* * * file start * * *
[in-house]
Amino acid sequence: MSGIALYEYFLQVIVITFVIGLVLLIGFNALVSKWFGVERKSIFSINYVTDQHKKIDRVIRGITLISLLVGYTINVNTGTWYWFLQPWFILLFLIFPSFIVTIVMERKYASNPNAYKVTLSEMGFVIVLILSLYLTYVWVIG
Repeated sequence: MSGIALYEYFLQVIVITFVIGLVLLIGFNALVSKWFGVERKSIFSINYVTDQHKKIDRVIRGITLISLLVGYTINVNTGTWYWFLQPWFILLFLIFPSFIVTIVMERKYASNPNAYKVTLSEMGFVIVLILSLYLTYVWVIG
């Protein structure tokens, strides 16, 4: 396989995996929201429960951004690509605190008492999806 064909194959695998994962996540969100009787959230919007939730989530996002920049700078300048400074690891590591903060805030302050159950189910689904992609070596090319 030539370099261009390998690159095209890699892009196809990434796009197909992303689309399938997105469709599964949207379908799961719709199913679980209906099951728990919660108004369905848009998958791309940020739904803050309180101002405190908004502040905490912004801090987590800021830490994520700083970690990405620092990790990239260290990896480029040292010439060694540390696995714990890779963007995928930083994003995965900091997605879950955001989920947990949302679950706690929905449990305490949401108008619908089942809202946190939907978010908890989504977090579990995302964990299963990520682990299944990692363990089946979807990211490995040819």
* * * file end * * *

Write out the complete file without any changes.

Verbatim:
[in-house]
Amino acid sequence: MSGIALYEYFLQVIVITFVIGLVLLIGFNALVSKWFGVERKSIFSINYVTDQHKKIDRVIRGITLISLLVGYTINVNTGTWYWFLQPWFILLFLIFPSFIVTIVMERKYASNPNAYKVTLSEMGFVIVLILSLYLTYVWVIG
Repeated sequence: MSGIALYEYFLQVIVITFVIGLVLLIGFNALVSKWFGVERKSIFSINYVTDQHKKIDRVIRGITLISLLVGYTINVNTGTWYWFLQPWFILLFLIFPSFIVTIVMERKYASNPNAYKVTLSEMGFVIVLILSLYLTYVWVIG
């Protein structure tokens, strides 16, 4: 396989995996929201429960951004690509605190008492999806 064909194959695998994962996540969100009787959230919007939730989530996002920049700078300048400074690891590591903060805030302050159950189910689904992609070596090319 030539370099261009390998690159095209890699892009196809990434796009197909992303689309399938997105469709599964949207379908799961719709199913679980209906099951728990919660108004369905848009998958791309940020739904803050309180101002405190908004502040905490912004801090987590800021830490994520700083970690990405620092990790990239260290990896480029040292010439060694540390696995714990890779963007995928930083994003995965900091997605879950955001989920947990949302679950706690929905449990305490949401108008619908089942809202946190939907978010908890989504977090579990995302964990299963990520682990299944990692363990089946979807990211490995040819």